CSOs seek joint action on shrinking social space
Civil Society Organisations (CSOs) and human rights groups have raised the alarm over closing space for their operations in the country, especially in the area of unhindered discharge in their call of promotion of civil liberties.
The alarm came on the heels of activities marking this year’s International Human Rights Day. Speaking in Ibadan, Oyo State to mark the day, African Representative, Civil Society Partnership For Development Effectiveness, Dr. Tola Winjobi said aside Nigeria, which paraded a frightening credential, the global picture of shrinking space for civil society and human rights operation, is generally not encouraging.
Making reference to what he called Belgrade Call to Action (2019), Winjobi said: “Over six billion people are living in countries where there are serious constraints on civic space: the conditions are closed for civil society in 23 countries; civil society is highly repressed in 35 countries, while civil society faces substantial legal and political obstacles in 53 countries.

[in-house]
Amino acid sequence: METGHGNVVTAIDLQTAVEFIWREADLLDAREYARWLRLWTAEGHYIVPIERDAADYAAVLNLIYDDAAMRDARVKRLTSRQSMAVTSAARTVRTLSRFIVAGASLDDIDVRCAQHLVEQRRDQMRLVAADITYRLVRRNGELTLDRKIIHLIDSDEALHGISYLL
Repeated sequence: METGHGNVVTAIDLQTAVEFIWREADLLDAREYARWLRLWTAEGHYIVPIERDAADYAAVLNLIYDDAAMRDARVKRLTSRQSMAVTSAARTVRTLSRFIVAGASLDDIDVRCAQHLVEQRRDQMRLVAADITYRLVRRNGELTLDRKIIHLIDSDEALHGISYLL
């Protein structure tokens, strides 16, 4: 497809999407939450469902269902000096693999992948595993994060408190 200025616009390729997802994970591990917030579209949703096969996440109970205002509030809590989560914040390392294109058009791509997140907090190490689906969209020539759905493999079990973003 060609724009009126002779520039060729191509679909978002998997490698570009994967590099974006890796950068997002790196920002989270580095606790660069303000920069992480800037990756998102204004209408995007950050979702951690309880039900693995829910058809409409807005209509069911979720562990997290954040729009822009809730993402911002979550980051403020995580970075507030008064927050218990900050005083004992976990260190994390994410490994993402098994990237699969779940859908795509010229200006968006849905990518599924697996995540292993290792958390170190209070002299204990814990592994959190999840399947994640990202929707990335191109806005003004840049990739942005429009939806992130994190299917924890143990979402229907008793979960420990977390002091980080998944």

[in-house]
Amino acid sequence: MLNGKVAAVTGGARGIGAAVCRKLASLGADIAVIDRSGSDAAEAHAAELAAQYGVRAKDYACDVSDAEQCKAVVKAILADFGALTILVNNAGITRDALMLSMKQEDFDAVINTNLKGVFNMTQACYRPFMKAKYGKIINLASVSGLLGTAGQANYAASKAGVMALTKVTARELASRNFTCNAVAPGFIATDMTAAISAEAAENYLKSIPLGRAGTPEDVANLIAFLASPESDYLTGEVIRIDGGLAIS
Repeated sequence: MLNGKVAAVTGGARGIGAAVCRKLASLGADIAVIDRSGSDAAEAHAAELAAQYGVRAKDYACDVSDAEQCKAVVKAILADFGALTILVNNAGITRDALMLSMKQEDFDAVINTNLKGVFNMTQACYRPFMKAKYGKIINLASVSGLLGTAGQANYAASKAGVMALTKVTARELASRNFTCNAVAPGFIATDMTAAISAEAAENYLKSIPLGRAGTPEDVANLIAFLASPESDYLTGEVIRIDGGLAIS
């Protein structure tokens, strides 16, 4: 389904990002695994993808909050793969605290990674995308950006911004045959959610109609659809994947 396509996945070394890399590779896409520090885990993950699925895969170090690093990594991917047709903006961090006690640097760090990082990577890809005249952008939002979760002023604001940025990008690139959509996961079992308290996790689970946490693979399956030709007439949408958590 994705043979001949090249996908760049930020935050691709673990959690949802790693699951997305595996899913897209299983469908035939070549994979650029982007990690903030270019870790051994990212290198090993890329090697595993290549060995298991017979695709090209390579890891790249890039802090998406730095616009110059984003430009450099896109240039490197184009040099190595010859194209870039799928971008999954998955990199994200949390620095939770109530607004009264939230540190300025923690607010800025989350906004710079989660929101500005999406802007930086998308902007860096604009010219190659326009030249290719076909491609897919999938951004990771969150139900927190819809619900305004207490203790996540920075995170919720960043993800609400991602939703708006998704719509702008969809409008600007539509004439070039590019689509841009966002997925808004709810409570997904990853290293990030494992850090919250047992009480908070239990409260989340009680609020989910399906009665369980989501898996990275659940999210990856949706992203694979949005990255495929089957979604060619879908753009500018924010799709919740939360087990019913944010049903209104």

“Civic actors across many sectors are being threatened and persecuted – including those supporting and representing rural communities, indigenous people, journalists, trade unions, women’s rights activists, youth, people living with disabilities, and environmentalists. Harassment through arbitrary arrest, detention, targeted use of legal and regulatory measures, and restrictions on finances has become common experience among civil society organisations (CSOs) in many countries.”
To arrest the global trend, Winjobi said UN member states have been tasked to take decisive actions to reverse the closing and shrinking space for civil society, to stop the attacks on human rights defenders and the undermining of democratic participation, and to renew the prospects for the full realisation of the Sustainable Development Goals (SDGs).